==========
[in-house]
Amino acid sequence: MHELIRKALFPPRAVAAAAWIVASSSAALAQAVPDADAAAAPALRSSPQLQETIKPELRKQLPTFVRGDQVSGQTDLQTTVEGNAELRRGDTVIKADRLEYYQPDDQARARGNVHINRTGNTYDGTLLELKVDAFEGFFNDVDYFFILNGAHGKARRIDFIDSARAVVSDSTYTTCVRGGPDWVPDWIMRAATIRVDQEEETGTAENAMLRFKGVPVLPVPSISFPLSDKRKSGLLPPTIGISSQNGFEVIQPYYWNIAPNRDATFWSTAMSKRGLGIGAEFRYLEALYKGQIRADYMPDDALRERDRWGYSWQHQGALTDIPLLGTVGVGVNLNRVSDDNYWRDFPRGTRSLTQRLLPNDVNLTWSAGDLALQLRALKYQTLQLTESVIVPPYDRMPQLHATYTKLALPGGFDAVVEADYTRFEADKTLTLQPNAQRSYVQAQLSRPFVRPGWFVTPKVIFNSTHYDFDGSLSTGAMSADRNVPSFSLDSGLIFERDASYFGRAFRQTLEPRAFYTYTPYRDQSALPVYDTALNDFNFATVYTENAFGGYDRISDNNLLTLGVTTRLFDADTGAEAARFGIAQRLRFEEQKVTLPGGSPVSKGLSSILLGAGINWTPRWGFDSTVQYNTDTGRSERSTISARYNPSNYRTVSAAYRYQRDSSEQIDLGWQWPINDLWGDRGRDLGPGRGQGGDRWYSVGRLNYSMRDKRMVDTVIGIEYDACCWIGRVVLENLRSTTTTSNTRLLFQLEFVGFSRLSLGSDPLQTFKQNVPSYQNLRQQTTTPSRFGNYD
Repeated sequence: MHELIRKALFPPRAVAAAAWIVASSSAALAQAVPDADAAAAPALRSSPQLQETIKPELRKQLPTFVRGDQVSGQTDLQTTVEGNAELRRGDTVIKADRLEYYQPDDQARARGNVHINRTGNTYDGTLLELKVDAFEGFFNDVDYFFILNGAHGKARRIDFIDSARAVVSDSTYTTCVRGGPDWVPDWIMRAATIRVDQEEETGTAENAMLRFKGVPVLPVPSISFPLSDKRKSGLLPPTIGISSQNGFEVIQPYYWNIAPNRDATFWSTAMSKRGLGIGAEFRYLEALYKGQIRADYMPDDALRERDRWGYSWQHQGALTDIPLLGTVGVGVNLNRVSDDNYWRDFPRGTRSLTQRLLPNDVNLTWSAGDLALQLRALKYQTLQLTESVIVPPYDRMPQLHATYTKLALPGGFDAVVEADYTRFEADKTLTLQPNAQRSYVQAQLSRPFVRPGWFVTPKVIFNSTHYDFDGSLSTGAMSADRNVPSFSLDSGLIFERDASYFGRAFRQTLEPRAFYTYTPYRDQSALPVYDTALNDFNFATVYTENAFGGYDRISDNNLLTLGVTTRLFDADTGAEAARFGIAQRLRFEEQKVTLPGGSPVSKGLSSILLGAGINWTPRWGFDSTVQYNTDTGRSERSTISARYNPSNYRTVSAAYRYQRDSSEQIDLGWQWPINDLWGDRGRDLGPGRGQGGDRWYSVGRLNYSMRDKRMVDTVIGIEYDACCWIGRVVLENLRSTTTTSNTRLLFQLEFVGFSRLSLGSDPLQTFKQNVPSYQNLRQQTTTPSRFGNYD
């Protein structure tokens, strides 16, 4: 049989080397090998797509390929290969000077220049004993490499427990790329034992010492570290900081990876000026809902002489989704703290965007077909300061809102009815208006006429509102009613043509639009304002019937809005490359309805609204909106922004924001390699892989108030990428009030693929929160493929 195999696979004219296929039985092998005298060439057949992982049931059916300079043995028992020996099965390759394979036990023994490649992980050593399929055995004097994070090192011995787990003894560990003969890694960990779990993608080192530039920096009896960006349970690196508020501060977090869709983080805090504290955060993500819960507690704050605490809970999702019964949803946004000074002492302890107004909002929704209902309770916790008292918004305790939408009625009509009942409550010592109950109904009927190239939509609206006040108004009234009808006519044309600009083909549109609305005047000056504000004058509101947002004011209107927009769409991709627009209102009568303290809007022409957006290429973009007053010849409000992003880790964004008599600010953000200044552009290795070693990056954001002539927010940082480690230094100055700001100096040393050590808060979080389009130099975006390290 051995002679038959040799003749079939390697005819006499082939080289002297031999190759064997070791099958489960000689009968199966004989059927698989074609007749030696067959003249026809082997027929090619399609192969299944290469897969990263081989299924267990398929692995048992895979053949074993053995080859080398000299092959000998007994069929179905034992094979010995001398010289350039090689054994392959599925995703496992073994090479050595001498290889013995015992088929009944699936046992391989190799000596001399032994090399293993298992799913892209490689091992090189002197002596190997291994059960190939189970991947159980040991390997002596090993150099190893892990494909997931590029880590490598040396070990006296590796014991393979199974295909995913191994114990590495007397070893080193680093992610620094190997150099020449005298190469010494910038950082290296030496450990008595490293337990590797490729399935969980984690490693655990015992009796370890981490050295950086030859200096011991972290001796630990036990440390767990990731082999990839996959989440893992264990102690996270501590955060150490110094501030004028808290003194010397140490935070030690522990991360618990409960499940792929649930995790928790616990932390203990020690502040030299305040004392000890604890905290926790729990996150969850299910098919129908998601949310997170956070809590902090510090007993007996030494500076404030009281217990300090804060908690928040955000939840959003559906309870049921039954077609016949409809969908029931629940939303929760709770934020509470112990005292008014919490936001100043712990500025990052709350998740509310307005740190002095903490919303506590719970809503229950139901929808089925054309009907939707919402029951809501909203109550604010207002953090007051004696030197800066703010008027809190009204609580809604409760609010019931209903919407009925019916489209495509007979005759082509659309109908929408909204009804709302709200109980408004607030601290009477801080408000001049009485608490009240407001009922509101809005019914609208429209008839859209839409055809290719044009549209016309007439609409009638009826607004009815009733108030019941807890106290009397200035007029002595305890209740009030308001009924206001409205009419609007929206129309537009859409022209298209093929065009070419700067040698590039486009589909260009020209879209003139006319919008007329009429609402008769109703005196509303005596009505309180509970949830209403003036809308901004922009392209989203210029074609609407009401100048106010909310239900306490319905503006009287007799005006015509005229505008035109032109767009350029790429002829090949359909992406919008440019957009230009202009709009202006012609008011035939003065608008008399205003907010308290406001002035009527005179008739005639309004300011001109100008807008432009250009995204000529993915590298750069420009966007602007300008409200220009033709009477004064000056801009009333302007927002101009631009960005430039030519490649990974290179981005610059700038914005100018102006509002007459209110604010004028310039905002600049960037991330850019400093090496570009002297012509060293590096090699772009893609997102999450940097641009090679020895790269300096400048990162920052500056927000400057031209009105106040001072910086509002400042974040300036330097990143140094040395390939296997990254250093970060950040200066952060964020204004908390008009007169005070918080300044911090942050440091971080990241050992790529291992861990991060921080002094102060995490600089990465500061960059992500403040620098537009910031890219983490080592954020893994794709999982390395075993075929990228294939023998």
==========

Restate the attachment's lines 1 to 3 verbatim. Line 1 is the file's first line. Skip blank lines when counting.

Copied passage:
[in-house]
Amino acid sequence: MHELIRKALFPPRAVAAAAWIVASSSAALAQAVPDADAAAAPALRSSPQLQETIKPELRKQLPTFVRGDQVSGQTDLQTTVEGNAELRRGDTVIKADRLEYYQPDDQARARGNVHINRTGNTYDGTLLELKVDAFEGFFNDVDYFFILNGAHGKARRIDFIDSARAVVSDSTYTTCVRGGPDWVPDWIMRAATIRVDQEEETGTAENAMLRFKGVPVLPVPSISFPLSDKRKSGLLPPTIGISSQNGFEVIQPYYWNIAPNRDATFWSTAMSKRGLGIGAEFRYLEALYKGQIRADYMPDDALRERDRWGYSWQHQGALTDIPLLGTVGVGVNLNRVSDDNYWRDFPRGTRSLTQRLLPNDVNLTWSAGDLALQLRALKYQTLQLTESVIVPPYDRMPQLHATYTKLALPGGFDAVVEADYTRFEADKTLTLQPNAQRSYVQAQLSRPFVRPGWFVTPKVIFNSTHYDFDGSLSTGAMSADRNVPSFSLDSGLIFERDASYFGRAFRQTLEPRAFYTYTPYRDQSALPVYDTALNDFNFATVYTENAFGGYDRISDNNLLTLGVTTRLFDADTGAEAARFGIAQRLRFEEQKVTLPGGSPVSKGLSSILLGAGINWTPRWGFDSTVQYNTDTGRSERSTISARYNPSNYRTVSAAYRYQRDSSEQIDLGWQWPINDLWGDRGRDLGPGRGQGGDRWYSVGRLNYSMRDKRMVDTVIGIEYDACCWIGRVVLENLRSTTTTSNTRLLFQLEFVGFSRLSLGSDPLQTFKQNVPSYQNLRQQTTTPSRFGNYD
Repeated sequence: MHELIRKALFPPRAVAAAAWIVASSSAALAQAVPDADAAAAPALRSSPQLQETIKPELRKQLPTFVRGDQVSGQTDLQTTVEGNAELRRGDTVIKADRLEYYQPDDQARARGNVHINRTGNTYDGTLLELKVDAFEGFFNDVDYFFILNGAHGKARRIDFIDSARAVVSDSTYTTCVRGGPDWVPDWIMRAATIRVDQEEETGTAENAMLRFKGVPVLPVPSISFPLSDKRKSGLLPPTIGISSQNGFEVIQPYYWNIAPNRDATFWSTAMSKRGLGIGAEFRYLEALYKGQIRADYMPDDALRERDRWGYSWQHQGALTDIPLLGTVGVGVNLNRVSDDNYWRDFPRGTRSLTQRLLPNDVNLTWSAGDLALQLRALKYQTLQLTESVIVPPYDRMPQLHATYTKLALPGGFDAVVEADYTRFEADKTLTLQPNAQRSYVQAQLSRPFVRPGWFVTPKVIFNSTHYDFDGSLSTGAMSADRNVPSFSLDSGLIFERDASYFGRAFRQTLEPRAFYTYTPYRDQSALPVYDTALNDFNFATVYTENAFGGYDRISDNNLLTLGVTTRLFDADTGAEAARFGIAQRLRFEEQKVTLPGGSPVSKGLSSILLGAGINWTPRWGFDSTVQYNTDTGRSERSTISARYNPSNYRTVSAAYRYQRDSSEQIDLGWQWPINDLWGDRGRDLGPGRGQGGDRWYSVGRLNYSMRDKRMVDTVIGIEYDACCWIGRVVLENLRSTTTTSNTRLLFQLEFVGFSRLSLGSDPLQTFKQNVPSYQNLRQQTTTPSRFGNYD